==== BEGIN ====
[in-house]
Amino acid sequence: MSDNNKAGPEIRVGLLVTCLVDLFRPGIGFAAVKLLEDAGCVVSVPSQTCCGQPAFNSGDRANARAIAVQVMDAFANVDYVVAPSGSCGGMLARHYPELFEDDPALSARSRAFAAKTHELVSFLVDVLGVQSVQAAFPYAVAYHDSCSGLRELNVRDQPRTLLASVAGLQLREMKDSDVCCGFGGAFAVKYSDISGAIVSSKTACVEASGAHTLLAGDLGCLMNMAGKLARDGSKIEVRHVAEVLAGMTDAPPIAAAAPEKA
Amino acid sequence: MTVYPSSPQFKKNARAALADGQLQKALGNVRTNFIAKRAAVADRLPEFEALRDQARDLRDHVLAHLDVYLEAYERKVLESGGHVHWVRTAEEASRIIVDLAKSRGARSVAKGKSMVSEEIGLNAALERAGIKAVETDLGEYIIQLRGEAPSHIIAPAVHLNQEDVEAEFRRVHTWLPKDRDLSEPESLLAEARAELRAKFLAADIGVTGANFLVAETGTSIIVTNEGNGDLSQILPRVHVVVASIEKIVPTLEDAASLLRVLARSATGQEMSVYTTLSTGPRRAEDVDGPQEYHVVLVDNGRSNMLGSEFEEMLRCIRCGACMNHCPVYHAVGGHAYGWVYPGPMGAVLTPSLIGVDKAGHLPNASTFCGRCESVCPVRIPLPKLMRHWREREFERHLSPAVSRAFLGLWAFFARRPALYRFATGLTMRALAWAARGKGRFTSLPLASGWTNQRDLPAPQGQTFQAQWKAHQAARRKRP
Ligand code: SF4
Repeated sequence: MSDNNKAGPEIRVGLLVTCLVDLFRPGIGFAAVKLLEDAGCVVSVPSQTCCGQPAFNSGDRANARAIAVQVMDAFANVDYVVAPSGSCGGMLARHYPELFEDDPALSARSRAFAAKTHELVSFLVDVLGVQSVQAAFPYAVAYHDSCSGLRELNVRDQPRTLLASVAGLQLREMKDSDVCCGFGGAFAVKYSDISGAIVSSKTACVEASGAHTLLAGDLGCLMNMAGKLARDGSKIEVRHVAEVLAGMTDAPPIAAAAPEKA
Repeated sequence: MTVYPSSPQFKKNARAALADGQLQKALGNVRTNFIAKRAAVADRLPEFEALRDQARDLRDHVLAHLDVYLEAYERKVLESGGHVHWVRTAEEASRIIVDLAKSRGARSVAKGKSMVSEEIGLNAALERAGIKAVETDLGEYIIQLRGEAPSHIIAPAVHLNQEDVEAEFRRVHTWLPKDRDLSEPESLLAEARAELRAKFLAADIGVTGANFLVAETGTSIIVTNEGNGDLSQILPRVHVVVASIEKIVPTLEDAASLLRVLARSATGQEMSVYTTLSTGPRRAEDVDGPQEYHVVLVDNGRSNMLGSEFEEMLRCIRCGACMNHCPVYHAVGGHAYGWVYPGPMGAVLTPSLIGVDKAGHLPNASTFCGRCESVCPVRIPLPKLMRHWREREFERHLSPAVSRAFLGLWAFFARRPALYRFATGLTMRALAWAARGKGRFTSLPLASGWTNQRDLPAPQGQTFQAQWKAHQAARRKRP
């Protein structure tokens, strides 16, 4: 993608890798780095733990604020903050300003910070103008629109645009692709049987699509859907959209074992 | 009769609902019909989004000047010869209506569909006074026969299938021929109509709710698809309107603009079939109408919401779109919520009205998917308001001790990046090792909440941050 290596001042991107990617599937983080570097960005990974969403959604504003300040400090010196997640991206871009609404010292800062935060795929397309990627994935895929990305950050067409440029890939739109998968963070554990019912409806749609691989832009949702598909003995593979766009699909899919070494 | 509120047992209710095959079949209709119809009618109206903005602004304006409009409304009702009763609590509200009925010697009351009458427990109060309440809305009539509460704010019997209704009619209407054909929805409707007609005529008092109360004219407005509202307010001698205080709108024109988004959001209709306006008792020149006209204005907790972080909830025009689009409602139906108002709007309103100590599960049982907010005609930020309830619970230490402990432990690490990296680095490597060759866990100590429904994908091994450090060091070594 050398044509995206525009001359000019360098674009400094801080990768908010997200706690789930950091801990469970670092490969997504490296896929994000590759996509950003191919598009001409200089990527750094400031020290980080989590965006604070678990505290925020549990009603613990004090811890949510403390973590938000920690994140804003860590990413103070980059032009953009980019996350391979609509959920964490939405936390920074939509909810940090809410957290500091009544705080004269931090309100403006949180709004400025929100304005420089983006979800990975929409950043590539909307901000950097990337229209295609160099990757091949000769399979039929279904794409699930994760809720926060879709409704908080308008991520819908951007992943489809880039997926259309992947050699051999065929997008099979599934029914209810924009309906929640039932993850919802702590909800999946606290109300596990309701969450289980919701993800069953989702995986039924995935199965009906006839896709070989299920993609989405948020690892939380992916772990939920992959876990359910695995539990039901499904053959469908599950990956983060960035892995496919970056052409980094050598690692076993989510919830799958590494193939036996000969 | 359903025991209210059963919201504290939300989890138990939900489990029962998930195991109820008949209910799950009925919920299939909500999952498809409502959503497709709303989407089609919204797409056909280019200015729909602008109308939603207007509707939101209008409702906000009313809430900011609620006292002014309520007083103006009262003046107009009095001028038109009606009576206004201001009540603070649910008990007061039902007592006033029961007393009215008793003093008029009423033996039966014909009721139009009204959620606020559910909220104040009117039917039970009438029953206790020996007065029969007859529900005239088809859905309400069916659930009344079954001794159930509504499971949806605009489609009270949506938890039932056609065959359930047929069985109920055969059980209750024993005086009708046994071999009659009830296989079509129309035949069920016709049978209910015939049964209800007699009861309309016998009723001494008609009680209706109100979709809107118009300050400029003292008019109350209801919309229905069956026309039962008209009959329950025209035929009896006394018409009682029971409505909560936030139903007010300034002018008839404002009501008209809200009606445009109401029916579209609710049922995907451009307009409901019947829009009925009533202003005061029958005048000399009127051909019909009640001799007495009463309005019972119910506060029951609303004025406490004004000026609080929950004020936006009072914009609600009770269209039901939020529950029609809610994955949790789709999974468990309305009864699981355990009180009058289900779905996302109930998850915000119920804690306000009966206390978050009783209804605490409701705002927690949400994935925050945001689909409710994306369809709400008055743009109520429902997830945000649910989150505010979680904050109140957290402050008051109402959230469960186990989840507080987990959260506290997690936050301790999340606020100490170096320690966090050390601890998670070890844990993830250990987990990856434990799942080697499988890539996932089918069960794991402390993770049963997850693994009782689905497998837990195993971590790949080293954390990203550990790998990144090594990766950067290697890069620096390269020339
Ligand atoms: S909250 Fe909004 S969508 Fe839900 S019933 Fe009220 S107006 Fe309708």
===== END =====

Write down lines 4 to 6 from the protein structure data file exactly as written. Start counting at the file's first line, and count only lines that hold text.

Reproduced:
Ligand code: SF4
Repeated sequence: MSDNNKAGPEIRVGLLVTCLVDLFRPGIGFAAVKLLEDAGCVVSVPSQTCCGQPAFNSGDRANARAIAVQVMDAFANVDYVVAPSGSCGGMLARHYPELFEDDPALSARSRAFAAKTHELVSFLVDVLGVQSVQAAFPYAVAYHDSCSGLRELNVRDQPRTLLASVAGLQLREMKDSDVCCGFGGAFAVKYSDISGAIVSSKTACVEASGAHTLLAGDLGCLMNMAGKLARDGSKIEVRHVAEVLAGMTDAPPIAAAAPEKA
Repeated sequence: MTVYPSSPQFKKNARAALADGQLQKALGNVRTNFIAKRAAVADRLPEFEALRDQARDLRDHVLAHLDVYLEAYERKVLESGGHVHWVRTAEEASRIIVDLAKSRGARSVAKGKSMVSEEIGLNAALERAGIKAVETDLGEYIIQLRGEAPSHIIAPAVHLNQEDVEAEFRRVHTWLPKDRDLSEPESLLAEARAELRAKFLAADIGVTGANFLVAETGTSIIVTNEGNGDLSQILPRVHVVVASIEKIVPTLEDAASLLRVLARSATGQEMSVYTTLSTGPRRAEDVDGPQEYHVVLVDNGRSNMLGSEFEEMLRCIRCGACMNHCPVYHAVGGHAYGWVYPGPMGAVLTPSLIGVDKAGHLPNASTFCGRCESVCPVRIPLPKLMRHWREREFERHLSPAVSRAFLGLWAFFARRPALYRFATGLTMRALAWAARGKGRFTSLPLASGWTNQRDLPAPQGQTFQAQWKAHQAARRKRP